It is often said that Lent is a journey within, a pilgrimage into the very depths of oneself to reflect honestly on where we are and where we need to go.  I think that is true.  But it could also be said that Lent is about being without and doing without for this practice too is incredibly soul-exposing.  It’s also completely foreign to anything to which we are accustomed.  After all, we are a collecting and using people.  We are overfed, overfurnished, overdriven, overworked, overspent, overdressed and, often, overexposed.  We do not know how to do without.  We do not know how to be without. And so, if you’re like me, you buy more books on how to do Lent, how to do without during this wilderness season.  (Because, after all, you can never have enough books!)  But what we’re really called to do is to learn to do without.

I saw a feature on one of the morning news shows the other day about nomophobia, one of the newest phobias.  The claim is that if you can’t be without your cell phone for long periods of time, then you may possibly suffer from nomophobia.  According to a survey 70% of women and 61% of men live in fear of losing their phone or not having it available when they need it.  The survey found that people check their phones 34 times each day and 75% of those polled have used their phone while in the bathroom.  Warning signs include obsessively checking for your mobile device, worrying about losing your phone or being without it, never turning it off (you can turn it off???) , and being anxious if you lose reception.  In all seriousness, though, I have to admit that this is me.  I don’t think that I can do without my cell phone.  But, really, surely there’s an “app” for that!

But, seriously, I don’t think the message of Lent is necessarily to deprive ourselves of what we need or even what we think we need. God doesn’t necessarily call us to live some sort of stoic life that it totally devoid of things that we enjoy.  The created world holds too much beauty for that to be the case. But it is true that we surround ourselves with the things that define us.  And, hopefully, that’s more than a bunch of stuff.  So perhaps Lent is more about realizing what is important and affirming what it is in your life that you cannot do without, realizing what it is that defines you.  And all of that is within.   And I’m betting that the list is a lot shorter than any of us think it will be.  Think about it.  What could you do without?  Really?  You can’t let that go?

Richard Byrd once said that “half the confusion in the world comes from not knowing how little we need.”  Lent is not about adjusting what we have; it is not about deprivation; it is about perspective, about determining what it is in our life that we cannot do without and then taking it deep within.  Think of it as clearing away the clutter to make room for what is important, to make room for what it is that defines you.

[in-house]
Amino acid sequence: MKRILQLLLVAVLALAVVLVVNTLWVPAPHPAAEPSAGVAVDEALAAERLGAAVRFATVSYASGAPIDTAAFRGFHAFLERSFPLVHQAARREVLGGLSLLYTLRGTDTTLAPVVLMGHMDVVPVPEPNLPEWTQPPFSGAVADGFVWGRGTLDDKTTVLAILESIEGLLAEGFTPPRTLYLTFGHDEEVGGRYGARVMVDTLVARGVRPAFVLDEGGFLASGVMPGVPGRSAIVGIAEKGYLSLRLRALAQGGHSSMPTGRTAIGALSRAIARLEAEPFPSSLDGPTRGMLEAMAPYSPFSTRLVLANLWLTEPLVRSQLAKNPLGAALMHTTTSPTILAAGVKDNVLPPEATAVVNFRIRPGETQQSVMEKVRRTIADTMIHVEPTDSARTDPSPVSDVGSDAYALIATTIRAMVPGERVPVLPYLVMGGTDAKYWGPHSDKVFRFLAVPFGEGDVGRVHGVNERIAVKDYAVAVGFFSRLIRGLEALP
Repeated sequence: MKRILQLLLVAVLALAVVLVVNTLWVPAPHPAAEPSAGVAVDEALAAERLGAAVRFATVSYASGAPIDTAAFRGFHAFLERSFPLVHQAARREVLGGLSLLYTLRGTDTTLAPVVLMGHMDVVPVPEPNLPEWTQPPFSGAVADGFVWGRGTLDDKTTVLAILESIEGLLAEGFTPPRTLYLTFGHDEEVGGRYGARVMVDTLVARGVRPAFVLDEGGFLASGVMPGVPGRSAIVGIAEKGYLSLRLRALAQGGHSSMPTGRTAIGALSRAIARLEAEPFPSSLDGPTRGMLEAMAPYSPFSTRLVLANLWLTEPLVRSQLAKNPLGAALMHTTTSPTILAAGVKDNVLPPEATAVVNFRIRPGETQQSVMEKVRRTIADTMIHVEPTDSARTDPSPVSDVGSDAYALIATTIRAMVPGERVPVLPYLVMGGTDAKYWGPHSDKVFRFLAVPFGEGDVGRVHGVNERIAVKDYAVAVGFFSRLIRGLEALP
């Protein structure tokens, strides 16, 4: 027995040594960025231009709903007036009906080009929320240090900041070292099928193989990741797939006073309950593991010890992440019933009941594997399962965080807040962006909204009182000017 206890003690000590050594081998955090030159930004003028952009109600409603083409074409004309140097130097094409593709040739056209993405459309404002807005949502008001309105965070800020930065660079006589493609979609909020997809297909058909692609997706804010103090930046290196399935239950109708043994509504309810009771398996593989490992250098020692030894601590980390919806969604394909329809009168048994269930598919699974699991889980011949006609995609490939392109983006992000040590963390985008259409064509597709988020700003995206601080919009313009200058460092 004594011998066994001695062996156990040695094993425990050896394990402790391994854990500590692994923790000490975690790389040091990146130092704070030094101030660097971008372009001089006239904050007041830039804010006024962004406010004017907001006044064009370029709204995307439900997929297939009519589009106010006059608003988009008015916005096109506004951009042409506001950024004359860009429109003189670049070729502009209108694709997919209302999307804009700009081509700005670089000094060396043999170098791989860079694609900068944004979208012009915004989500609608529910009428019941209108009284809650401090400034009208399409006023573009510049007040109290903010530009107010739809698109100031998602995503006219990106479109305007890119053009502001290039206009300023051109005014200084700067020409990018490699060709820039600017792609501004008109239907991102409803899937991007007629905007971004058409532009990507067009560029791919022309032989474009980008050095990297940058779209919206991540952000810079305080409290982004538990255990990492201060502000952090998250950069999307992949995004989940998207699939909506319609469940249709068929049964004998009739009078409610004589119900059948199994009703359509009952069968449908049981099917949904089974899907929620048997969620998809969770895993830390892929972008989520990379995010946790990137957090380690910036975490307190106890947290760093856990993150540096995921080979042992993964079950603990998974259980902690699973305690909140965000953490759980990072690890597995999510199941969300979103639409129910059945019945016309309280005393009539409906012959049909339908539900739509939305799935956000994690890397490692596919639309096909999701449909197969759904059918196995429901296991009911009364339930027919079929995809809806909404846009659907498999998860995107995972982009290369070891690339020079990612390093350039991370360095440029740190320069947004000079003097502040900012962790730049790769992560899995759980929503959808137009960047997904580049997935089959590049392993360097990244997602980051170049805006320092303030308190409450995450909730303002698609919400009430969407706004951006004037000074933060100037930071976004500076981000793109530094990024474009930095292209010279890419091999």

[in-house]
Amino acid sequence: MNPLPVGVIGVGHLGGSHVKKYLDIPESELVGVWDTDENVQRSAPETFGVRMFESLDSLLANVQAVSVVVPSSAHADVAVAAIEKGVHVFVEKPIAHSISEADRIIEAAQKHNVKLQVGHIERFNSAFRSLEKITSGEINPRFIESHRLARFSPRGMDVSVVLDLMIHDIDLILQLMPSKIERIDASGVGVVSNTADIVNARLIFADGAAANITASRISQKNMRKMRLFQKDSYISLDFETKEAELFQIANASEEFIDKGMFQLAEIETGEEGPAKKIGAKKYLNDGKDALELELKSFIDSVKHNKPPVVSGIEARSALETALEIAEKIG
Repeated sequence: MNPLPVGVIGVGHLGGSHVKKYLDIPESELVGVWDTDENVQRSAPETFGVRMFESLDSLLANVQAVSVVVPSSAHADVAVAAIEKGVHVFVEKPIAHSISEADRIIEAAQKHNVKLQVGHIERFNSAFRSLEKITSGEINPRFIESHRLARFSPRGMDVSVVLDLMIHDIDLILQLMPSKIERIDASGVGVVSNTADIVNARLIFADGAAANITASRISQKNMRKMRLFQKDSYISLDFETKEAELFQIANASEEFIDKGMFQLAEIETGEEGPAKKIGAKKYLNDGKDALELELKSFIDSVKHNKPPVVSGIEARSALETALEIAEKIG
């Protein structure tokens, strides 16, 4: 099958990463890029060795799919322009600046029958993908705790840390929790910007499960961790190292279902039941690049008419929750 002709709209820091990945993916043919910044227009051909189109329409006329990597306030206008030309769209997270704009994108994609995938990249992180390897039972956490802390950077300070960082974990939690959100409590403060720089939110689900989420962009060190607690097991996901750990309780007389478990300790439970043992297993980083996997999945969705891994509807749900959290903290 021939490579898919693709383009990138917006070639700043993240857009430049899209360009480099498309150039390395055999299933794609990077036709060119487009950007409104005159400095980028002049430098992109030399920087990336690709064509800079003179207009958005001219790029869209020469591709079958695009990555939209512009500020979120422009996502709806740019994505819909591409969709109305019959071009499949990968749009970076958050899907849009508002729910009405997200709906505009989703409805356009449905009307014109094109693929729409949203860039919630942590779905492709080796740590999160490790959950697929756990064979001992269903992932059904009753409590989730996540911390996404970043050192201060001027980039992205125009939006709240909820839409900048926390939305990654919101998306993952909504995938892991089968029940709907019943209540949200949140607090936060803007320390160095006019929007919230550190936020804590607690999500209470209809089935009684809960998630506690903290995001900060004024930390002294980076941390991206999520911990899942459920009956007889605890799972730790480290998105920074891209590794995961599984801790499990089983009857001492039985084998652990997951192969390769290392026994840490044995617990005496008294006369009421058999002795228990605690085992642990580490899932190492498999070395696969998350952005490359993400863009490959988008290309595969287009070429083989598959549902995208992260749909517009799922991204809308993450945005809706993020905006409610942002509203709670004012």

OK, no one ever promised that this would be easy…continuing with our act of giving up so that we can take on, on this sixth day of Lent, think about the one material thing in your life that would be the hardest to do without.  Now take a sabbath from it.  Just a sabbath–a seventh of the day.  Go without it for, oh, about 3 1/2 hours today.  

Grace and Peace on this Lenten Journey,


Well, I found this very interesting…I did find the button on top of the phone that shut the whole thing off.  And when I turned it back on, there was, of course, the familiar apple logo on it.  Have you ever looked at that?  It’s an apple with a bite out of it.  And, get this, the bite is about 1/7 of the apple.  Like I said, it’s not about deprivation, just perspective.

Making Room

In my somewhat arduous journey into full-time pastoral ministry from a fairly lucrative career as an accountant, I have changed homes twice. Now, to some, that may not sound like a big deal. But I grew up in a family that almost never moved, with the exception of our moving into a new house when I was in Kindergarten that was a whole two streets and two blocks from the first house. (We haven’t come that far, I guess!) But each time I moved these last years, I had to shift and actually get rid of some things. This last move was one from a parsonage that was WAY too big for me (even living WITH the 122-lb Black Lab) to a small, 1920’s cottage in one of Houston’s oldest neighborhoods. My only choice was to downsize.

I have realized that downsizing is a spiritual experience. Downsizing is about making room; it is about making things fit into a life that is different; and it is about finding yourself having to very intentionally cast away those things that you do not need. And what I found was that there are really not THAT many things that I need (contrary to what I thought before). In fact, if one is serious about downsizing, one will even make room for future things that mean something! Making room means that you find what is the most important in your life and you make room for it, perhaps by ridding yourself of things that have cluttered your pathway before.

This season of Advent, too, is about making room. It is about preparing for Christ’s coming into your life by clearing space and ridding yourself of things that clutter and distract. It is about emotionally downsizing so that you can spiritually fill up. What do you need to do to make room this Advent? After all, it would be a shame if the Christ child had to sleep on a fold-out sofa! Don’t you think God’s coming calls for something more permanent in your life?

So go forth and make room!

Grace and Peace,